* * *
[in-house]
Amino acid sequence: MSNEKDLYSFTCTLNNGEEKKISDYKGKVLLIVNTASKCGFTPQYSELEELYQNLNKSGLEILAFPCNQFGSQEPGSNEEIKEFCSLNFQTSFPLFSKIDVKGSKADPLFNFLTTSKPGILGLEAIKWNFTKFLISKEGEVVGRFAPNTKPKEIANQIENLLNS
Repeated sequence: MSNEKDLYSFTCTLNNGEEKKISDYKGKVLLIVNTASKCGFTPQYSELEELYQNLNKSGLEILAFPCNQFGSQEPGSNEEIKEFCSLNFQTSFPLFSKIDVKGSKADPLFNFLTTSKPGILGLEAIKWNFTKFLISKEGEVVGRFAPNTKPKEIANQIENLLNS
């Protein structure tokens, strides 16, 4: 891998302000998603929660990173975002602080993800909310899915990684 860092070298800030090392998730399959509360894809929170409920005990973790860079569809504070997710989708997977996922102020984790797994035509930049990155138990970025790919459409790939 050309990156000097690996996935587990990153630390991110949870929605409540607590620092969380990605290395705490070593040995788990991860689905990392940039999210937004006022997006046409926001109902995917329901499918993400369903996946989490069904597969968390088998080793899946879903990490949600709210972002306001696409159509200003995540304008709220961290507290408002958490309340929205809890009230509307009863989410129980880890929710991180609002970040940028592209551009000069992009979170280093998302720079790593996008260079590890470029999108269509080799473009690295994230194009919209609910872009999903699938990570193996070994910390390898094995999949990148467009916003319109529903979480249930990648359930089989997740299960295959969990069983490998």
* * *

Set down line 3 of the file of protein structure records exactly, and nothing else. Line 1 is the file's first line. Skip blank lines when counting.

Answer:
Repeated sequence: MSNEKDLYSFTCTLNNGEEKKISDYKGKVLLIVNTASKCGFTPQYSELEELYQNLNKSGLEILAFPCNQFGSQEPGSNEEIKEFCSLNFQTSFPLFSKIDVKGSKADPLFNFLTTSKPGILGLEAIKWNFTKFLISKEGEVVGRFAPNTKPKEIANQIENLLNS